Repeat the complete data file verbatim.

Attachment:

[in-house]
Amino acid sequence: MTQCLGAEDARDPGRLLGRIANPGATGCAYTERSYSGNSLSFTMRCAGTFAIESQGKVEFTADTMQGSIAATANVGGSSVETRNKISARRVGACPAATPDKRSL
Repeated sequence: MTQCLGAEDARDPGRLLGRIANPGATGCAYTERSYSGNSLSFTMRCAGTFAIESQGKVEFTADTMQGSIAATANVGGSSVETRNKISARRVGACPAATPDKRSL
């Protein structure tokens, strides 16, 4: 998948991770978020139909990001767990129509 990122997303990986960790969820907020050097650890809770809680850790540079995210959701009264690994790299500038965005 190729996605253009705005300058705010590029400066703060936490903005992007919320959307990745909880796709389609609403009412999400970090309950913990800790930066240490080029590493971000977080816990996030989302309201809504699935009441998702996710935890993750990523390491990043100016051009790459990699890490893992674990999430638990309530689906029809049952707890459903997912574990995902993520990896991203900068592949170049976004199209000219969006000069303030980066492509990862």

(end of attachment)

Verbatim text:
[in-house]
Amino acid sequence: MTQCLGAEDARDPGRLLGRIANPGATGCAYTERSYSGNSLSFTMRCAGTFAIESQGKVEFTADTMQGSIAATANVGGSSVETRNKISARRVGACPAATPDKRSL
Repeated sequence: MTQCLGAEDARDPGRLLGRIANPGATGCAYTERSYSGNSLSFTMRCAGTFAIESQGKVEFTADTMQGSIAATANVGGSSVETRNKISARRVGACPAATPDKRSL
């Protein structure tokens, strides 16, 4: 998948991770978020139909990001767990129509 990122997303990986960790969820907020050097650890809770809680850790540079995210959701009264690994790299500038965005 190729996605253009705005300058705010590029400066703060936490903005992007919320959307990745909880796709389609609403009412999400970090309950913990800790930066240490080029590493971000977080816990996030989302309201809504699935009441998702996710935890993750990523390491990043100016051009790459990699890490893992674990999430638990309530689906029809049952707890459903997912574990995902993520990896991203900068592949170049976004199209000219969006000069303030980066492509990862």